Haney vs. Garcia has now been turned into a “no contest.” Haney is once again undefeated at 31-0 (15 KOs). He still has the WBC world title that was no longer on the line once Garcia failed to make weight.

But the damage, physical and otherwise, is done. Haney doesn’t have a blemish on his record, but he still has to rebuild. He has to regain respect and try to show that he’s better than he looked against Garcia.

That rebuilding can only take place in the ring, not through any further efforts by Haney and his team to recoup the losses that happened from the defeat that, well, no longer exists. Haney is less marketable because of April 20. His potential next fight, a defense against Sandor Martin, received a much smaller purse bid than Haney would’ve preferred

When Deontay Wilder’s fight with Alexander Povetkin was canceled due to Povetkin’s use of banned substances, Wilder sued Povetkin and won. The circumstances with Haney and Garcia are very different, but it is understandable that Haney would consider such measures to further punish Garcia beyond what’s come from the NYSAC. Fighters cheat because they think they can beat the testing, and because they think the penalties will be light if they are indeed caught.

Garcia might have thought he could beat the testing. And then perhaps he thought he could avoid or minimize the punishment. His statements defied logic and strained credibility.

Garcia said he never used banned substances. He said that hair samples from his head had tested negative and would clear his name. 

However, according to a 2017 study by the same expert who tested Garcia’s hair: “Hair testing should not be considered as an alternative to urinalysis but only as a complement in positive case [...] and it must be clear that in case of positive urine results, the negative hair result cannot [...] overrule the positive urine result.”

And, per a 2021 study from the same expert: “The authors present eight authentic cases of anabolic steroids abuse [...] Even in three cases, no steroid was identified in head hair, although present in body hair.”

Garcia also wondered why he was negative in earlier tests but positive just before the fight. This line of logic doesn’t consider the effects of microdosing, nor how cutting weight can take banned substances from the muscle tissue and into the bloodstream. 

Garcia also contradicted himself, saying the ostarine came from two supplements he’d taken. But his team apparently didn’t follow standard protocol. Instead of testing unopened supplements from the same batch, Garcia’s team sent in their opened versions, which could’ve been tampered with.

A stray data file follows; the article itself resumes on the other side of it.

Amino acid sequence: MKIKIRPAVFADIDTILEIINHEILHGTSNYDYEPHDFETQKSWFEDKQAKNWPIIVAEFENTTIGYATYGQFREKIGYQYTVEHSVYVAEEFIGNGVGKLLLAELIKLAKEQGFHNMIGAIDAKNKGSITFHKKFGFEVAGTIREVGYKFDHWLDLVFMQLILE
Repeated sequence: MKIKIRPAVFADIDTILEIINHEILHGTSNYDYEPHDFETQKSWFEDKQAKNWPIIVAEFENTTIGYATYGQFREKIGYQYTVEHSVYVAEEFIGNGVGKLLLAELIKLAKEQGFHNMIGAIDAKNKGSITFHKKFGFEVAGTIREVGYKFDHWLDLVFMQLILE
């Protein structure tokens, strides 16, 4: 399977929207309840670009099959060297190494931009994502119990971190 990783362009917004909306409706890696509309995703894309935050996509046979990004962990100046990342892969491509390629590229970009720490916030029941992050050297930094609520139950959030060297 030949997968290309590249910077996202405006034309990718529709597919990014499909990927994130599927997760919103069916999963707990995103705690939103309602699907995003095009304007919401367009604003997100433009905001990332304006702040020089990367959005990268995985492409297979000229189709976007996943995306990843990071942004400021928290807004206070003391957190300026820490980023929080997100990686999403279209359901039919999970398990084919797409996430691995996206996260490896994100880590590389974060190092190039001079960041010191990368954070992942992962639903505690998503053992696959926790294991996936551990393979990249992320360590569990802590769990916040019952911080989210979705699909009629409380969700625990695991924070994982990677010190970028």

One of the companies that manufactures those supplements vehemently pushed back on Garcia’s claims. 

And, in the grand scheme, the fighter is still responsible for what they put into their body.

Garcia also tried to implicate Victor Conte, the infamous figure who helped athletes such as Barry Bonds, Shane Mosley and Marion Jones cheat two decades ago. Conte works with Haney and other boxers these days, helping them with nutrition, strength and conditioning. He’s also a vocal supporter these days of better drug testing, particularly via the Voluntary Anti-Doping Association, which often organizes drug testing for major boxing matches.

“Victor Conte has no role with VADA,” Dr. Margaret Goodman, who runs VADA, told me in 2012. “He, among others like Dick Pound and Dr. Don Catlin, has educated me on the topic of PEDs. He is certainly knowledgeable on the topic of PEDs. I think part of the reason why PED testing is not as rigorous as it should be in boxing and MMA is that commissions are not speaking to the right people.”

And as Dan Rafael reported earlier this week, Garcia also tested positive for ostarine in a sample obtained by the NYSAC, not just the VADA samples.

“The New York commission also took its own urine samples from the fighters and had them tested under its usual standards. But its less expensive and less complete protocol did not include tests for ostarine and many other substances,” wrote Rafael, making a subtle point underscoring the need for more stringent testing in general. “However, once Garcia’s positive VADA tests were returned, the commission had a sample it collected from Garcia — unrelated to the sample provided to VADA — tested for ostarine and it was positive.”

It is no surprise, then, that Garcia and his team likely recognized his back was against the wall with the commission, and that a settlement was the best route. As significant as this punishment is, it could have been even worse.

It’s also no surprise that Garcia is still trying to win in the court of public opinion, rather than accepting his guilt and showing contrition.

The hero turned villain is supposed to have his catharsis, to recognize the folly of his ways and accept the punishment coming his way as just.

That’s not Garcia. Not yet. He remains too early in the cycle of the tragic hero. He hasn’t quite recognized the role he played in his own downfall.

To quote Shakespeare one more time: “I am a man more sinned against than sinning.”

Perhaps Garcia will grow from this. Judging by our recent experiences with him, it is most likely that he will not. Garcia has a year to think about it. Alas, he will probably spend that time posting his objections on social media, continuing on with an unceasing monologue that is more polemic than poetic.

Ryan Garcia may not be the Bard — but he is, for now, barred.

Follow David Greisman on Twitter @FightingWords2. His book, “Fighting Words: The Heart and Heartbreak of Boxing,” is available on Amazon.